Drinking tea daily helps prevent incidence of stroke
Regular consumption of tea, particularly green tea, may help reduce the risk of ischaemic and haemorrhagic stroke, according to a study involving Chinese adults.
A total of 128,280 adults (26.3 percent of the studied population) reported drinking tea almost daily (41.4 percent men and 15.9 percent women), mostly green tea (86.7 percent). Tea consumption was inversely associated with the risk of stroke in a dose-dependent manner (p-trend<0.001).
Adults who drank tea occasionally (hazard ratio, 0.96, 95 percent confidence interval [CI], 0.94–0.99), weekly (HR, 0.94, 95 percent CI, 0.90–0.98) and daily (HR, 0.89, 95 percent CI, 0.89–0.95) had a lower risk of stroke, with little difference by stroke type, than nondrinkers.
The risk for stroke decreased with increasing duration and amount of tea consumed among daily tea drinkers (p-all<0.001). These inverse relations were only significant for green tea but not for other types of tea. Of note, the inverse associations could be found among men but not women, and similar inverse relations were detected for male noncurrent alcohol consumers as well as noncurrent smokers.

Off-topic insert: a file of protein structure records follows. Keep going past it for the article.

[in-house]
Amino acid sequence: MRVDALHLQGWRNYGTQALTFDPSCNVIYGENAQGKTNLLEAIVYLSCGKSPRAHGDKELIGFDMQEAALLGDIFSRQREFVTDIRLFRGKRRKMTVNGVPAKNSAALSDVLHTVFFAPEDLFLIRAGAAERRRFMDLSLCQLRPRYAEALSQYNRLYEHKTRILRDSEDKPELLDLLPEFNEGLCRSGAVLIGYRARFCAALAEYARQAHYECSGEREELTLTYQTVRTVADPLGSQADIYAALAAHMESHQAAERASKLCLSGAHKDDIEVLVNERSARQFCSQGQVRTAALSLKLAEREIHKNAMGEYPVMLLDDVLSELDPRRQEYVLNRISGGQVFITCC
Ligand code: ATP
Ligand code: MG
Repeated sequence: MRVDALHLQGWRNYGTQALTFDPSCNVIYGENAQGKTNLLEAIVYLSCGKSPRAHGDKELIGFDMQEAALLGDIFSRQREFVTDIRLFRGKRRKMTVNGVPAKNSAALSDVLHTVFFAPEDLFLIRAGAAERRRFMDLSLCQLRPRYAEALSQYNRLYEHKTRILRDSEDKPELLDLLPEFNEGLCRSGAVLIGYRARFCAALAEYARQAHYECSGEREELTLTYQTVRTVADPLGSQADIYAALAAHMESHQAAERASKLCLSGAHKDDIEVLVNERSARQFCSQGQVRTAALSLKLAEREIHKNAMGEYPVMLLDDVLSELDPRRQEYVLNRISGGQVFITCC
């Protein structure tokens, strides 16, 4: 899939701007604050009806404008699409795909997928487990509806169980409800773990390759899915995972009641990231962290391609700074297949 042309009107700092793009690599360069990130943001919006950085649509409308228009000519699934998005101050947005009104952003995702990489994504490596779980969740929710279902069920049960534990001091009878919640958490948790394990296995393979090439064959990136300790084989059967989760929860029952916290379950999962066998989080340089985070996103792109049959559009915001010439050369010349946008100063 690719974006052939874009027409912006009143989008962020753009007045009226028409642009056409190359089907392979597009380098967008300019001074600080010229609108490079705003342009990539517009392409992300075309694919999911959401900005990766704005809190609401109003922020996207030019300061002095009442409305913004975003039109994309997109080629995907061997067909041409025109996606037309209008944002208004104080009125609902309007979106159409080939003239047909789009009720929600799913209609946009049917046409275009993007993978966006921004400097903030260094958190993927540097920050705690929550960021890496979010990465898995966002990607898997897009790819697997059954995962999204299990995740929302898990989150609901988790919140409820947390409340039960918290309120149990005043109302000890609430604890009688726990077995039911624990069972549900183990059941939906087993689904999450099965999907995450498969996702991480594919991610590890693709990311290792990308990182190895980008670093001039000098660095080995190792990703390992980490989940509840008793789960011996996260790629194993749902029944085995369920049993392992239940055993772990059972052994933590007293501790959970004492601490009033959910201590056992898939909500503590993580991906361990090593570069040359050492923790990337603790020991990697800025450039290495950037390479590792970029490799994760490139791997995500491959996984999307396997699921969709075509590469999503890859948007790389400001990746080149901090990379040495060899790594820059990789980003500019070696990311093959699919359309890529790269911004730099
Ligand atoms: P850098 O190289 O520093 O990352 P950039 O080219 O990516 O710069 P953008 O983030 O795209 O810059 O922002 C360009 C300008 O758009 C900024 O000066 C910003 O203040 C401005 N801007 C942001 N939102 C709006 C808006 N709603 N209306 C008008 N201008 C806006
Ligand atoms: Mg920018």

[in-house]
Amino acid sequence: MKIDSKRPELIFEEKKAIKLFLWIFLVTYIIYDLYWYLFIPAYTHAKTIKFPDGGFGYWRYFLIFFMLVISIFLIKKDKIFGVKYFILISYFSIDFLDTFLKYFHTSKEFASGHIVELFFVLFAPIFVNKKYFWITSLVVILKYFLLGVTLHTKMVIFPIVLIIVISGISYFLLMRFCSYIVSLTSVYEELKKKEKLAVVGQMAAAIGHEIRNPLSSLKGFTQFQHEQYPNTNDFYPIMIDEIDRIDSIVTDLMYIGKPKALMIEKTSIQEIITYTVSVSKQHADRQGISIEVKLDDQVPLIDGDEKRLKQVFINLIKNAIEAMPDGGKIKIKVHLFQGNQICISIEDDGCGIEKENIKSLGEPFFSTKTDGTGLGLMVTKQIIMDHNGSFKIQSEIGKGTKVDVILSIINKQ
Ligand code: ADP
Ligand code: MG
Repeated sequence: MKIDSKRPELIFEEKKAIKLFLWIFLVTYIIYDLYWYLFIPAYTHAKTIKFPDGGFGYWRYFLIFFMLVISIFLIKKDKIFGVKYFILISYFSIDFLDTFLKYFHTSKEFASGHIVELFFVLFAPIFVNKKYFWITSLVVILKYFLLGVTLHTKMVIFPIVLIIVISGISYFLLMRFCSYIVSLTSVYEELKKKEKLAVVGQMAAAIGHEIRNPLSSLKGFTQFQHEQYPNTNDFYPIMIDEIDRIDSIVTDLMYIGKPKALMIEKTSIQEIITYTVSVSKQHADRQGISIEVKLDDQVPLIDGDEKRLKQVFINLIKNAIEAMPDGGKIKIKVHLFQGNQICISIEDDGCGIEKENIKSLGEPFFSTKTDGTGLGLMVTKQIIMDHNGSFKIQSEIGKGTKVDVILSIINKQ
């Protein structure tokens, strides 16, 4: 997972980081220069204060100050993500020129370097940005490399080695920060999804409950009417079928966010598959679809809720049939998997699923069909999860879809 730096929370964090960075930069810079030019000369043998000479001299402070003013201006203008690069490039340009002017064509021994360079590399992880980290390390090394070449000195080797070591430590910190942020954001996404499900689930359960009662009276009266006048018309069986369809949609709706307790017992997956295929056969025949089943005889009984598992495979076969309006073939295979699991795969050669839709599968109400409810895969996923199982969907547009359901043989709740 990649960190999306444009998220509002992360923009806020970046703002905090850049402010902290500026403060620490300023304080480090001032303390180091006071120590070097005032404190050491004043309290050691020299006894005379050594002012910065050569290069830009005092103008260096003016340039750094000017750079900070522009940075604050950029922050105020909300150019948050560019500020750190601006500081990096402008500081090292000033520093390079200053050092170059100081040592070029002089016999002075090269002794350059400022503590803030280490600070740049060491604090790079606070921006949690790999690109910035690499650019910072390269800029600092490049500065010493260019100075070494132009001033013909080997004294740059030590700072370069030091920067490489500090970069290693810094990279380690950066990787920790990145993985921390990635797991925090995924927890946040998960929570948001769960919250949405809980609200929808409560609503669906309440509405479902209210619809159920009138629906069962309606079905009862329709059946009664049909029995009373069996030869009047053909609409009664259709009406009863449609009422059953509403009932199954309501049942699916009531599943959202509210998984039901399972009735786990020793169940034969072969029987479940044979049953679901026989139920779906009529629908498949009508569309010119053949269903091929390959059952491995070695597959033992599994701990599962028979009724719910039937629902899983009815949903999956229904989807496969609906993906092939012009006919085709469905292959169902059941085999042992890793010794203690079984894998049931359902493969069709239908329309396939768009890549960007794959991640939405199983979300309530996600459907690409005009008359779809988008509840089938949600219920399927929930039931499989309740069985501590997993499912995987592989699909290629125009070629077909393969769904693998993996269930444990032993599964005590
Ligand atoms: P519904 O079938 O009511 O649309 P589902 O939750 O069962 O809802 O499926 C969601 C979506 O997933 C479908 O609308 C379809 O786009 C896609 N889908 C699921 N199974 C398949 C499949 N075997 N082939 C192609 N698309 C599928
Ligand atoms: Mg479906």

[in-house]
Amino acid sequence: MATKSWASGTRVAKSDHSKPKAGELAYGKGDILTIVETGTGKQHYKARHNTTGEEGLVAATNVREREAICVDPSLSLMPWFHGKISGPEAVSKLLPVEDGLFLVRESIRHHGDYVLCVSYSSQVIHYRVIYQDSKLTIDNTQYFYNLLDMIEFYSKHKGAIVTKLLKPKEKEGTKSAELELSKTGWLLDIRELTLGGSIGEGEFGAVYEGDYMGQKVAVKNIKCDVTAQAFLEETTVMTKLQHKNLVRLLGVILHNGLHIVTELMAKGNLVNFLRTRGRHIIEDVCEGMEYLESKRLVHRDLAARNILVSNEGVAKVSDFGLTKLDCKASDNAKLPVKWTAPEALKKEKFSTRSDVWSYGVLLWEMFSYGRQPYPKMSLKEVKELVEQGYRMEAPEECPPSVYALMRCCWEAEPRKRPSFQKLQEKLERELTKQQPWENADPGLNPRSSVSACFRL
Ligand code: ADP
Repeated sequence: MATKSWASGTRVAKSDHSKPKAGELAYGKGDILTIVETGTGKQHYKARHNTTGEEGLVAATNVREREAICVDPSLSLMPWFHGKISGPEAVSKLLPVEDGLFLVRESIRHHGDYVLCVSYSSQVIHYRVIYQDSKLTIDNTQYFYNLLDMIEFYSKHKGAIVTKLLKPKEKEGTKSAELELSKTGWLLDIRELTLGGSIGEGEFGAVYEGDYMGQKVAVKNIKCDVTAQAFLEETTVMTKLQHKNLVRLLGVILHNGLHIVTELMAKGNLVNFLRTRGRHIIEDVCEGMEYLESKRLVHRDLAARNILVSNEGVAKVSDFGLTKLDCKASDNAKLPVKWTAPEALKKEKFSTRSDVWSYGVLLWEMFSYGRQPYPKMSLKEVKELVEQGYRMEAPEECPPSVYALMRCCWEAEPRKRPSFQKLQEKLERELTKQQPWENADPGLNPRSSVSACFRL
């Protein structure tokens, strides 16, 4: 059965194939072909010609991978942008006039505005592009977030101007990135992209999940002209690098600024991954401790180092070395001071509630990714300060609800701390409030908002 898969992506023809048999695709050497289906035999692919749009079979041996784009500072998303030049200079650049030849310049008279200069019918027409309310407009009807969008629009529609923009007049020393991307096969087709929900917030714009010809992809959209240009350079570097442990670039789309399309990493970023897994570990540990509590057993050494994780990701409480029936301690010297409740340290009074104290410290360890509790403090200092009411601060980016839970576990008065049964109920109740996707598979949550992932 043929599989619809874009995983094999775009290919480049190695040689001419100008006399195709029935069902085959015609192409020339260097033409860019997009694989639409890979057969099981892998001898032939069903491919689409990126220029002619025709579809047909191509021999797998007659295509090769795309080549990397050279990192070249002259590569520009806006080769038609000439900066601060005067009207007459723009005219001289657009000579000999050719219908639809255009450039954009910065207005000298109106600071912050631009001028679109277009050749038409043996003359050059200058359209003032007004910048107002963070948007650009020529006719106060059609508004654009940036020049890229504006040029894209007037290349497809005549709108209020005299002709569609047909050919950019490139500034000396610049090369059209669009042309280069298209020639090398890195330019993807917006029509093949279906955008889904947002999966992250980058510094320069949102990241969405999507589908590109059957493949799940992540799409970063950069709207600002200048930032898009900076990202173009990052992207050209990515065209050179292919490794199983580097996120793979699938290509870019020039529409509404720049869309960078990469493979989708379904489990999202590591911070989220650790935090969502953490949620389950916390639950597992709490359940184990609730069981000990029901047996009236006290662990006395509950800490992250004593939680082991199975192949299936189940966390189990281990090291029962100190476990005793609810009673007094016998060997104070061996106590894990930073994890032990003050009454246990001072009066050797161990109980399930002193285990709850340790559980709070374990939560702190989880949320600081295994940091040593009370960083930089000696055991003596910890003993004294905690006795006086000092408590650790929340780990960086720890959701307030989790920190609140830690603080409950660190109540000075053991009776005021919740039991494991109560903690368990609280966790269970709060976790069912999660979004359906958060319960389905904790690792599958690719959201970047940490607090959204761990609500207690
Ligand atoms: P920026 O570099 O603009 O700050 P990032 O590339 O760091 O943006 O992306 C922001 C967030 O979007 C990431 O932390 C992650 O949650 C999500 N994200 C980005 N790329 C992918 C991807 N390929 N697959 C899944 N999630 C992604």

To assess the relationship between tea consumptions and the risk of stroke, the researchers analysed data of 487,377 participants from the China Kadoorie Biobank. Detailed information about tea consumption (ie, frequency, duration, amount and tea type) was self-reported at baseline.
Overall, 38,727 incident cases of stroke were recorded after approximately 4.3 million person-years of follow-up, primarily through linkage with mortality and morbidity registries and based on the national health insurance system.